A raise for Padres’ minor leaguers would give the Padres a distinct advantage over all the other franchises. Having extra funds could be the difference in having a professional level dietician and actually being able to afford the food. Players could potentially hire a personal trainer to stay in shape, and maybe even the aforementioned specialists for baseball training. It could simply be the difference in being able to have their own room or even their own apartment. The Padres already have a top farm system in baseball. It could be even better if players are appropriately compensated.
Yet another way this could give the Padres an advantage is in the draft. A.J. Preller used the MLB’s slot value system to get three first-round draft picks in 2020 essentially. If players knew they were going to be taken care of during the season, they would be more willing to take a lower signing bonus and thus enable Preller to get an even higher-rated player later in virtually every round.
With all that being said- it’s not that simple. An employee can’t go to an employer and ask for a raise simply because the business can afford it. Life just doesn’t work that way. Not only is an owner of any business going to want to keep the profits of his business, but the world is amid a pandemic, and profits are down across the board for just about everyone. There is also an issue as MLB and it’s player’s union might have a tough time allowing one single team to pay more to their minor leaguers. There is a lot of politics and red tape that would need to be solved.
There is something Padres fans can do to offset the cost of higher wages in the form of a commitment to the team.
Many fans have been buying knock off jerseys from overseas via the internet. These jerseys look similar to the originals, but the team receives exactly ZERO dollars in the deal. Part of supporting your team is not only watching and cheering for them, but also going to games and buying team apparel. If fans can commit to attending more games or buying a season ticket package, those extra profits could be used for improving minor leaguers’ lifestyle. Fans can easily choose to buy only authentic Padre gear. Not knockoff jerseys and such at a fraction of the price. Even better- buy it directly from the Padres’ team store at the ballpark.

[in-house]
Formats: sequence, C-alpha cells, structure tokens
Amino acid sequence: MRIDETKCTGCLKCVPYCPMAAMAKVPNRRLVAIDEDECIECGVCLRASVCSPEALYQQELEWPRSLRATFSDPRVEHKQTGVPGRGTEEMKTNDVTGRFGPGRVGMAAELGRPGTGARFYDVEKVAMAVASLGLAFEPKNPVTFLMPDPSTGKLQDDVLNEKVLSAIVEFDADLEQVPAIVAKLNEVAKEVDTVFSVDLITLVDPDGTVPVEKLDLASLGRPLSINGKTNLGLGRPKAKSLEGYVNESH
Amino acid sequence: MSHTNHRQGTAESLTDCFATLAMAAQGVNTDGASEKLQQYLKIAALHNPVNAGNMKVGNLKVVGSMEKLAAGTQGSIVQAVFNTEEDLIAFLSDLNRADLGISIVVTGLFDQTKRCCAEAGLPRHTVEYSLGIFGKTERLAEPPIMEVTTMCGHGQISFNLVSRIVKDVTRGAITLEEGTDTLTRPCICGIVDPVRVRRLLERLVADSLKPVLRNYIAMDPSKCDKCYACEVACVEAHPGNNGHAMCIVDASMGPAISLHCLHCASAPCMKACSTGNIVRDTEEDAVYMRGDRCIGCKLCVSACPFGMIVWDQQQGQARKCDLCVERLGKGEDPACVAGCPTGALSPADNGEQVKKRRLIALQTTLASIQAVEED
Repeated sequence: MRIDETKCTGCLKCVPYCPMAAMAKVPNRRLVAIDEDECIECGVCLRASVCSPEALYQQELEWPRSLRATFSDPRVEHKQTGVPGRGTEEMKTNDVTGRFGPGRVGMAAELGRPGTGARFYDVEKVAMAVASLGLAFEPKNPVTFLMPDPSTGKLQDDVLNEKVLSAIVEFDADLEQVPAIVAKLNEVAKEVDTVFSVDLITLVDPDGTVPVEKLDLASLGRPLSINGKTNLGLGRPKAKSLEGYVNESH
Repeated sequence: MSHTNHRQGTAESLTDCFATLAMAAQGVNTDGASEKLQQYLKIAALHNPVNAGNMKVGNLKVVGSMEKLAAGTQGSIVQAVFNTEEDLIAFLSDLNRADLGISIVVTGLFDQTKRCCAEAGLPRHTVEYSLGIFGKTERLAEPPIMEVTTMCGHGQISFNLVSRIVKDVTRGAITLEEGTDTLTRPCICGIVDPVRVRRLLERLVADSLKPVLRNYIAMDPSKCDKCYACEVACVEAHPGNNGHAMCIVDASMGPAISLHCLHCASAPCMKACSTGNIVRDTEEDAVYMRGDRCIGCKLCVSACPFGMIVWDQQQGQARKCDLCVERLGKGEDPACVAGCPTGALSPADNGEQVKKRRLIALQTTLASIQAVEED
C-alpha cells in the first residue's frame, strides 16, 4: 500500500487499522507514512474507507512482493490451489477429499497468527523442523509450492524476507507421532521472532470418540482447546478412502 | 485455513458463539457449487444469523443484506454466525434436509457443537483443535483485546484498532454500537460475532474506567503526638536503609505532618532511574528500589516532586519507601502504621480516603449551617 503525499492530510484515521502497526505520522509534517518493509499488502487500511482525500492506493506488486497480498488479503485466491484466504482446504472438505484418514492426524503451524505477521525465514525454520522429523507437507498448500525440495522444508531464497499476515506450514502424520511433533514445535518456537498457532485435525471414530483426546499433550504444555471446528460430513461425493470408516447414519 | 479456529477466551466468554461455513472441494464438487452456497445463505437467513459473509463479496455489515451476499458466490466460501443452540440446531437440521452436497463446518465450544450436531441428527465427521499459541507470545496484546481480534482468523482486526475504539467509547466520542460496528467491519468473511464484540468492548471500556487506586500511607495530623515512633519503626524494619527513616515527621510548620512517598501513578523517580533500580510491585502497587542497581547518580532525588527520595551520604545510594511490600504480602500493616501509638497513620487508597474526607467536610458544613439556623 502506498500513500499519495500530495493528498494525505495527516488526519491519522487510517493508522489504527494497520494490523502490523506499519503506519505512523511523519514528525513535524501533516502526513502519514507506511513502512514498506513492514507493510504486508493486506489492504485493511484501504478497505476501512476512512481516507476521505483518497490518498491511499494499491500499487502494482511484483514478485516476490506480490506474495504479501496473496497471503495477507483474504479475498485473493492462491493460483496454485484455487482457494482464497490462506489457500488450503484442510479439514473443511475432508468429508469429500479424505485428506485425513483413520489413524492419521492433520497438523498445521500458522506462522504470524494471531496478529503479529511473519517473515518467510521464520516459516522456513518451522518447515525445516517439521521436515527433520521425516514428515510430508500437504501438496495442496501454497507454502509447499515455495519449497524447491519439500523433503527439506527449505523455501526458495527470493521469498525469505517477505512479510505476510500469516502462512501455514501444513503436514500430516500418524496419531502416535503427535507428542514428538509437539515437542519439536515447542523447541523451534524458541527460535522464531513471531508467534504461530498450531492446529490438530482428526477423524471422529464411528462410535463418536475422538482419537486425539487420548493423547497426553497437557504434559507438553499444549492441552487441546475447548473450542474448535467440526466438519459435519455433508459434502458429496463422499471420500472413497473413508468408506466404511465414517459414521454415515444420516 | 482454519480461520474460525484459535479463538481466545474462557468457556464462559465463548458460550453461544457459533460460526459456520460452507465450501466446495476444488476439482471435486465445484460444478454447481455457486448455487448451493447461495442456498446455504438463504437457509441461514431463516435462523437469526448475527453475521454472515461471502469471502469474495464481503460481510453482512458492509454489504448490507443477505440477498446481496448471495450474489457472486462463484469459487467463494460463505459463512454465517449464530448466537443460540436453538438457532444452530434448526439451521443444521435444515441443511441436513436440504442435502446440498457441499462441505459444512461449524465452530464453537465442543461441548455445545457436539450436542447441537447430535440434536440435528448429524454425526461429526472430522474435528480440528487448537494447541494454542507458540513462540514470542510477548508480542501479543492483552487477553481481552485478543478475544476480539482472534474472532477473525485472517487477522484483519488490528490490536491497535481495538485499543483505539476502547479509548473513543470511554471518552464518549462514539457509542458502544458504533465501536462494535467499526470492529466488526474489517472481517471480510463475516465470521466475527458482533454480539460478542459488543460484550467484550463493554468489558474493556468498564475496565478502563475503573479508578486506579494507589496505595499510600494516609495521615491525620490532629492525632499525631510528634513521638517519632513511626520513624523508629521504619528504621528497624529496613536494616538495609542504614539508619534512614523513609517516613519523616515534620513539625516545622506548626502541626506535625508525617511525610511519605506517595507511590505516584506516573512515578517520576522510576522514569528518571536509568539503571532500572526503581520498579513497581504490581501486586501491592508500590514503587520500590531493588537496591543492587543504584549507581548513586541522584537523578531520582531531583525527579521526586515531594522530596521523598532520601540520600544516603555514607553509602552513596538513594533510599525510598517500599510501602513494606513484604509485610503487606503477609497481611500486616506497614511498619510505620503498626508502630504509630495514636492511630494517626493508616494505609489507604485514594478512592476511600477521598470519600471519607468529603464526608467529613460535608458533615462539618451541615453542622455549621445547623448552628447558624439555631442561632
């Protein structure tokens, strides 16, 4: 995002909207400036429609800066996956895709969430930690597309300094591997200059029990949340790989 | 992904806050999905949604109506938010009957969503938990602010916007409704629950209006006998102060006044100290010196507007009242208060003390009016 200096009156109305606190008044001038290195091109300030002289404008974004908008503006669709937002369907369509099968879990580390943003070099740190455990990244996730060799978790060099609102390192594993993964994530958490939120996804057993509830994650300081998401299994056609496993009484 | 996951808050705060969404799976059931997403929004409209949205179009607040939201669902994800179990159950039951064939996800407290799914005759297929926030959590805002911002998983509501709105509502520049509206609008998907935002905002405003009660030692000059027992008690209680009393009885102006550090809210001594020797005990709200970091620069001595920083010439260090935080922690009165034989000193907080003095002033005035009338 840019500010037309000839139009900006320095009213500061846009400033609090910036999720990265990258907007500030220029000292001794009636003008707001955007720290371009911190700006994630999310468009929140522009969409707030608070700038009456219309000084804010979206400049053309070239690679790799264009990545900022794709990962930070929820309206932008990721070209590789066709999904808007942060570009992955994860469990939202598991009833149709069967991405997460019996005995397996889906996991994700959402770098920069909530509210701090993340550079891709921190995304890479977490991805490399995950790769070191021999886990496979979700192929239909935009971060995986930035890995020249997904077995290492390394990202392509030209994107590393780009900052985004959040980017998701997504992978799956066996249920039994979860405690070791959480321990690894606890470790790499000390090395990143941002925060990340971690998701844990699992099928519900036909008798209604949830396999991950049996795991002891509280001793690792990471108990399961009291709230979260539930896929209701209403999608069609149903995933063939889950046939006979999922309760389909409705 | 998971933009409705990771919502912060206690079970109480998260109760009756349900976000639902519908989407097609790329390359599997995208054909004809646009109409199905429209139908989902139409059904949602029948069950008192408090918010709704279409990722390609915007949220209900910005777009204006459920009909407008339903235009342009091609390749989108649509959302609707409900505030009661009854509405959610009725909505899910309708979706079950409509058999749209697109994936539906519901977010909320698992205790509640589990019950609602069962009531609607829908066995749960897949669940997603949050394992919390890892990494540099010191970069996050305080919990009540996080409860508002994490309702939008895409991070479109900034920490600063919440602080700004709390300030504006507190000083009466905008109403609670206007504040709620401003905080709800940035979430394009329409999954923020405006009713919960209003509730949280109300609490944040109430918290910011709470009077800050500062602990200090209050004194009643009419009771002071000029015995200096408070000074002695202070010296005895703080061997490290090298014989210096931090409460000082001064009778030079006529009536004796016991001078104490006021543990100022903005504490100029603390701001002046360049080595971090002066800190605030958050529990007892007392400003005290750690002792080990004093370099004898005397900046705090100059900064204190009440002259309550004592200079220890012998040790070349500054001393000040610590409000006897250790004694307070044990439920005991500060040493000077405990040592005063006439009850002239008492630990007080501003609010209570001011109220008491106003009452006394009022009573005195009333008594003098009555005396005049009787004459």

All Padre fans need to unite on this front. All the #FriarFaithful should band together and tell the team in one voice- we want our minor leaguers to be paid better. On social media platforms, tag the Padres and use #PayPadresMinorLeaguers and tell them what you (the fan) are committed to doing next season and beyond. You can also use the email- email@example.com.
Times are tough for a lot of people these days, so if you can’t in good conscience commit to spending money on something as unimportant as baseball- don’t worry. Just use the hashtag and let the Padres know they need to simply do what’s right and what is needed. Message the team and promise to do your part for the future of this great franchise.
If all the #FriarFaithful speak up and make their voices heard- together, they can change the Padres forever. If the Padres can be the first team to commit, other teams might very well follow suit. Let us all change baseball for the better. Let us make it better for the next generation of fans.